The museum reinforces this community emphasis in ways both obvious and subtle. For one, it offers walking tours—and eating tours, yes, omg, yum—of the area, which I highly recommend. The “Touch of Chinatown” tour that I took may not have focused directly upon Bruce Lee, but I learned a lot about the community that he was a part of during his time in Seattle. The Wing also, quite deliberately, does not host a café. Rather, they provide recommendations for visitors to dine at neighborhood restaurants, thereby supporting the businesses directly around them.
“Do You Know Bruce?” both opens and closes with a memorial. At the start, a selection of goods that have been left at Bruce Lee’s grave—prayer beads, flowers, notes, fruit, and more—are displayed below a video. The video, filmed on the anniversary of Bruce’s death on July 20, 2014, shows interviews with pilgrims to the grave site. The video is short, but in that time it shows interviews with people from across the globe, from Seattle to England to Khazakstan.
At the end of the exhibition, there is a small room with a bench and a video. In the video, Bruce Lee’s wife, Linda Lee Cadwell, speaks of Bruce’s death and why he is buried in Seattle. On the two walls of the room perpendicular to the video are rows of blue and green paper slips. On each slip are words of thanks and praise for Bruce Lee recorded by visitors. I read through a number of them, touched both by the words and the apparent range of ages and heritages. One person wrote, “Because of you, I am me,” and another identified himself as a Native American man who grew up watching Bruce Lee’s movies and was grateful to be able to bring his son to this exhibition. Many others spoke of hope, strength, and inspiration given to them by Bruce.
These cascades of words paying tribute to one man’s life and legacy made quite the impact on me. I found it simultaneously hopeful and inspiring and humbling. In the recording, Linda says of her former husband, “He was a person who brought people together.” Even if I were to judge wholly on the basis of “Do You Know Bruce?” I could see that, but even the largest exhibition could not capture the extent of his influence upon people around the globe—a quick internet search will show you that.
“Not being tense but ready, not thinking but not dreaming, not being set but flexible—It is being ‘wholly’ and quietly ‘alive,’ aware and alert, ready for whatever may come.” –Bruce Lee, from sample writings of his developing beliefs exhibited in “Do You Know Bruce?”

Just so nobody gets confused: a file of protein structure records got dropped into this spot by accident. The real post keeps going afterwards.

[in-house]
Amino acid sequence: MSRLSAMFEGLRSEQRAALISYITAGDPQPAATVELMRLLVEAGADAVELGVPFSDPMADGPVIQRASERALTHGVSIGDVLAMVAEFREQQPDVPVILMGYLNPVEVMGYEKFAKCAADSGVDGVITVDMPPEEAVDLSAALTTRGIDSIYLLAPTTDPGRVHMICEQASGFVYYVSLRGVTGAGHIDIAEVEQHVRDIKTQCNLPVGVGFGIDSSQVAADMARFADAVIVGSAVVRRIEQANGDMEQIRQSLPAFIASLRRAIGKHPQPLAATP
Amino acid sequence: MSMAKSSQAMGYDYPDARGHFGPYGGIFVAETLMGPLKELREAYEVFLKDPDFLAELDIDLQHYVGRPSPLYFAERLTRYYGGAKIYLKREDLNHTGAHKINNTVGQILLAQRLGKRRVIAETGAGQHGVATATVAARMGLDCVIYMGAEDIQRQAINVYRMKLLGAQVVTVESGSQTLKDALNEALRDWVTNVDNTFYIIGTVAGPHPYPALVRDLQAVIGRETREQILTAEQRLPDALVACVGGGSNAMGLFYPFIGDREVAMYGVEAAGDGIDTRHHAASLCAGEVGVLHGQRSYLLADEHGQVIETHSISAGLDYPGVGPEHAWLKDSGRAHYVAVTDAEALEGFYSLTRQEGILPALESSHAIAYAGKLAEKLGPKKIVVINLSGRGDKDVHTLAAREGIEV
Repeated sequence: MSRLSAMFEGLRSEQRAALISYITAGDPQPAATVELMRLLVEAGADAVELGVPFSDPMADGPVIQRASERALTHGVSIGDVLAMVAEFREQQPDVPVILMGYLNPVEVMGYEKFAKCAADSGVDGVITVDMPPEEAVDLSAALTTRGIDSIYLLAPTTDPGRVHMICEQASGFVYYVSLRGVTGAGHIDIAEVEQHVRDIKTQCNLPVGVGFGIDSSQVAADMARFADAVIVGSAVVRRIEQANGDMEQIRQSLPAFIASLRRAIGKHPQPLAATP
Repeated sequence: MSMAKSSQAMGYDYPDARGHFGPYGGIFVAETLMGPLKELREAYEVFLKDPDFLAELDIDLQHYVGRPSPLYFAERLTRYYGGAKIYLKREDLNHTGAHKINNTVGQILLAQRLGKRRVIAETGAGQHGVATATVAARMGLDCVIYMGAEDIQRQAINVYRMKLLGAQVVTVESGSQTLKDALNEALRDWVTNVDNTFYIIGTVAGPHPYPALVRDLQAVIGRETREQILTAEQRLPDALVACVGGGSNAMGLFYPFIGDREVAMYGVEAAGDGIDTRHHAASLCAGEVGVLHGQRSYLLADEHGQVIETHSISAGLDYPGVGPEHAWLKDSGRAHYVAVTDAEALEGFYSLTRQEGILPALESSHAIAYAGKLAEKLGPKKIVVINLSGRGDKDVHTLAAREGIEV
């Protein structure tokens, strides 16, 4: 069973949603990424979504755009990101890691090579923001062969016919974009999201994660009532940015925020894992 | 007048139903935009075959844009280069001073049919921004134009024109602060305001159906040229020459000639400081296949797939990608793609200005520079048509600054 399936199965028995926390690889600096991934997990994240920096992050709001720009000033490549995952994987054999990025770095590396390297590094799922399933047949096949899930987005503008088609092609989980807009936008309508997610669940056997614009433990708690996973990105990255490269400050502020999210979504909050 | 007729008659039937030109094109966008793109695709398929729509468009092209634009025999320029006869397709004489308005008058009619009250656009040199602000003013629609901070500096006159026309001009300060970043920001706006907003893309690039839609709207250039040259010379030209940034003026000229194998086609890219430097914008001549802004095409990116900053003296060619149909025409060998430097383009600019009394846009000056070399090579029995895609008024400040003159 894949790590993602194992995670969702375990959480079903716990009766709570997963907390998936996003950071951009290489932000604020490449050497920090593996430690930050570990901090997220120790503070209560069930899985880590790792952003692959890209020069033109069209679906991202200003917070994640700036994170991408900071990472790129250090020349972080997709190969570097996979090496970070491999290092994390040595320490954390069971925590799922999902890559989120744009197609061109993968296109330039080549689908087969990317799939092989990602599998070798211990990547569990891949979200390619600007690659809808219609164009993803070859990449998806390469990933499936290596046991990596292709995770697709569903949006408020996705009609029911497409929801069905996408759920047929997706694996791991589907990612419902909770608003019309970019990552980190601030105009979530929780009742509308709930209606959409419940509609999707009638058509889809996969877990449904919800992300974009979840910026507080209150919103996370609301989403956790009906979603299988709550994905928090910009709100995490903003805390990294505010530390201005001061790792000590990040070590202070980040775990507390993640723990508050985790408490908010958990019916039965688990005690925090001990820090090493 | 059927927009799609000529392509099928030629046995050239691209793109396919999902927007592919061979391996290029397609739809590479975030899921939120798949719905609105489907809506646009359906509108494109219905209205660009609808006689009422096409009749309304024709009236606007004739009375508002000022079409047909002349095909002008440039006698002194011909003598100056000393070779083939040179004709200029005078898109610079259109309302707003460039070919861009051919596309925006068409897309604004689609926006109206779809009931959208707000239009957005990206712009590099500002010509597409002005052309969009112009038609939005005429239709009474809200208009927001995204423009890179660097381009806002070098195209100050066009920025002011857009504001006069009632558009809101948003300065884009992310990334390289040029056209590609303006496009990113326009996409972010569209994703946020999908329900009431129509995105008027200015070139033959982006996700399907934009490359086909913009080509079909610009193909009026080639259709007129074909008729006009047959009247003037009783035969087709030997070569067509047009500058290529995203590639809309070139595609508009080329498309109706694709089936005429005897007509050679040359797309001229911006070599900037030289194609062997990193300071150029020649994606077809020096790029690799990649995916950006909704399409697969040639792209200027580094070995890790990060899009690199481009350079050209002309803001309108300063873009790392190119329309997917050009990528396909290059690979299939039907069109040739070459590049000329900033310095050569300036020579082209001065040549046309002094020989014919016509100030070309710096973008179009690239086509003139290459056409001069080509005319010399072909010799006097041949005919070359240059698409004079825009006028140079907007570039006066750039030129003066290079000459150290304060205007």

A few days after viewing The Wing’s exhibition, I visited Bruce’s grave site in Seattle’s Lake View Cemetery. He’s buried next to his son, Brandon Lee, who died at the age of twenty-eight while on the set of The Crow. It was a beautiful early spring Tuesday in Seattle, and large groups of sakura trees were blooming in the cemetery. Although I expected to find some mementos left behind at the grave site, I was amazed at the amount of objects and people present. When my friend and I arrived, there was a group paying their respects ahead of us and by the time we had finished paying our own respects, there was a queue of three carloads of people waiting. When I walked to the management office, I discovered they had a guest book. Two pages were taken up with those who had visited—and bothered to sign in—over the past two weeks. That’s love, respect, devotion, thanks.
Today, I’m proud to say that I can count myself among the legions of Bruce Lee fans. I will watch for echoes of him in Seattle and tributes to him in media from around the globe. After witnessing the positive effect this one person had on so many, I can’t help but feel admiration and gratitude—and perhaps a smidgen of devotion as well. I do think the world is a better place thanks to Bruce Lee.
So, what martial arts movie shall I watch next?
Psst: if you’re in a similar quandary regarding martial arts flicks, have no fear! WWAC writers are here to help you. Watch our site for an upcoming series on our favorite martial arts movies!
Editorial note: the original version of this article, published 4/2/2015, incorrectly identified Bruce Lee in an image that has since been replaced.